Posters (2), 'Mambo Loud Shirts', offset print, paper, designed by Paul McNeil for Mambo Graphics Pty Ltd, Sydney, New South Wales, Australia, 1997
Established in 1984 by Dare Jennings and Andrew Rich, the Mambo label began as a backyard business screenprinting T-shirts for a small niche market in surfwear. The mix of surf culture, art and music influences resonated with Australian youth who loved the notoriety and controversy the designs characteristic of Mambo aroused in conservative middleclass Australia. The designs were vibrant, humorous, irreverent and of questionable taste but had broad appeal with youth both in Australia and overseas. The disintegration of accepted motifs and conventions, the portrayal of anti-realist and anti-rational popular iconography combined with imagery typifying Australian suburbia dominate Mambo designs.
The posters reveal that beneath the humour and amusing parodies, lies incisive insight, sympathy and expression of serious social concern. In parodying society┬?s sacred cows, artwork created for Mambo in visual and linguistic form, challenges existing social mores while simultaneously providing a public forum for talented graphic artists to exhibit their work.
This is an important collection of posters and is significant for the contribution Mambo Graphics has made to Australian popular culture. Artists represented in the collection include Chris O┬?Doherty (alias Reg Mombassa), David McKay, Gerry Wedd, Maria Kozic, Jeff Raglus, Jim Mitchell, Paul McNeil, Richard Allen, Seenu, Rockin Jelly Bean and Marcelle Lunam.
The posters were designed by Paul McNeil for Mambo Graphics in 1997.
Mambo was established in 1984 by Dare Jennings and Andrew Rich as a backyard business screenprinting T-shirts. Artists are commissioned to produce designs that are duplicated on Mambo products. It became a large commercial clothing and textile manufacturer with an annual turnover of more than $10 million. Mambo products are sold in Japan, America, Europe and New Zealand. As well as furniture and clothes, Mambo designs and graphics are mass produced on surfboards, surfbags, posters, CD covers and in ads.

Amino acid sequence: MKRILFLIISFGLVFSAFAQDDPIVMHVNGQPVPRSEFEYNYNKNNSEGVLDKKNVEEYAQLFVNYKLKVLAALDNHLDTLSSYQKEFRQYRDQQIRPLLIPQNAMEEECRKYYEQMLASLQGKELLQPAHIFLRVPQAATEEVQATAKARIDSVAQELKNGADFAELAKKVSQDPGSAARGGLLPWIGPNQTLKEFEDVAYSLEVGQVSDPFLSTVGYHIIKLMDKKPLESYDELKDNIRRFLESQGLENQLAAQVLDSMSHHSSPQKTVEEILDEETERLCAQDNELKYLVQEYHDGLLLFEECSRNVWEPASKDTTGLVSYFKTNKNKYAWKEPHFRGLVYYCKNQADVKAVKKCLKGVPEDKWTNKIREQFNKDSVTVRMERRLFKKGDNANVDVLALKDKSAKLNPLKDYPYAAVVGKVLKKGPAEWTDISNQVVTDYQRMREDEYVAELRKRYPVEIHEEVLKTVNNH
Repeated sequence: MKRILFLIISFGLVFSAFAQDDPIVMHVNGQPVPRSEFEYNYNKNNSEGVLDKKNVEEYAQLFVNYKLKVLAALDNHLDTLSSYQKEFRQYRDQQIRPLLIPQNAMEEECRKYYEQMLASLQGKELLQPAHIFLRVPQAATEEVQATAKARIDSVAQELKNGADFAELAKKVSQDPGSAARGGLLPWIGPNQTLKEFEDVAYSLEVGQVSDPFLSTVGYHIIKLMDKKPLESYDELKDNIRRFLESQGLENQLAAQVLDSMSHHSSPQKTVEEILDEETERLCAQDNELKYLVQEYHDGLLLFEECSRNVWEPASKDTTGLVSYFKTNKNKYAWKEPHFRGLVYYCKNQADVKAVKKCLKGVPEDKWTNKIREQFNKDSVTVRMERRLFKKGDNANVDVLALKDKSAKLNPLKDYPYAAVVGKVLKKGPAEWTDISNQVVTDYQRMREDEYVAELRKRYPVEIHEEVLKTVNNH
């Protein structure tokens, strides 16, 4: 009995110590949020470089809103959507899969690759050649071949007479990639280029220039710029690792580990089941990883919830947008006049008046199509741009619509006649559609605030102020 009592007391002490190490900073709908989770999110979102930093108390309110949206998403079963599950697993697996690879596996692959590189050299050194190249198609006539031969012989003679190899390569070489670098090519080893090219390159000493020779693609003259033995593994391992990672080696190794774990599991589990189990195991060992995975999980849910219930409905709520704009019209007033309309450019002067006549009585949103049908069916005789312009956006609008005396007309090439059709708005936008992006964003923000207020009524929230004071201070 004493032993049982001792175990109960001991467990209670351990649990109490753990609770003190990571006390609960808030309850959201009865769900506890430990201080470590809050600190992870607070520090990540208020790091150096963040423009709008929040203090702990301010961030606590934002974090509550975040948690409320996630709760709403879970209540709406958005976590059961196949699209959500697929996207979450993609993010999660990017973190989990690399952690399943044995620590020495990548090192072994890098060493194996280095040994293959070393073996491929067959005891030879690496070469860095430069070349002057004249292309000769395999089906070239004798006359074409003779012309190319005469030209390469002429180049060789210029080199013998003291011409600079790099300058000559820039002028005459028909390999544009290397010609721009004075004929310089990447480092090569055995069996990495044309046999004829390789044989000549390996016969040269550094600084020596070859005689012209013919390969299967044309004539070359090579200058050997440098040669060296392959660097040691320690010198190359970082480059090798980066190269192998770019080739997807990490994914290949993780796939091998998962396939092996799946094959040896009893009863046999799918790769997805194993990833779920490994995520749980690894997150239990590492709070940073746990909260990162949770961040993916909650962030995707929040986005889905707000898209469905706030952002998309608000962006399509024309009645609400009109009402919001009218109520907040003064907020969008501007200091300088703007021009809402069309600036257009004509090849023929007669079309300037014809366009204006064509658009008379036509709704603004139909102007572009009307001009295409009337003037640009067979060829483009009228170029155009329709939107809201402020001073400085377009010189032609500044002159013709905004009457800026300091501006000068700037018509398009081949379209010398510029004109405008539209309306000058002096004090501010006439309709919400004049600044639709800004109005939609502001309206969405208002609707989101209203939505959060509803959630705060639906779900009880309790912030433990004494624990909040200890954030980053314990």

In 2000 Jennings and co-founder Andrew Rich sold the company to Gazal corporation, a Sydney based clothing manufacturer which had manufactured and distributed Mambo clothes since 1990. This left Jennings and his artists more time to be creative and let others worry about the business and its risks.
Artists represented in this collection include Reg Mombassa, David McKay, Gerry Wedd, Maria Kozic, Jim Mitchell, Paul McNeil, Seenu, Richard Allan, Marcelle Lunam and Jeff Raglus. Their work expresses the obligatory irreverence one has come to expect from Mambo graphic design.
Originally from New Zealand, Paul McNeil, is well-known in the music industry as a reviewer, directing video clips and designing record covers and posters for bands including the Beastie Boys. In 1993, he shared with fellow Mambo designer, Richard Allan, an Aria Award for their ┬?Electric Soup┬? album cover designed for Australian band, the Hoodoo Gurus.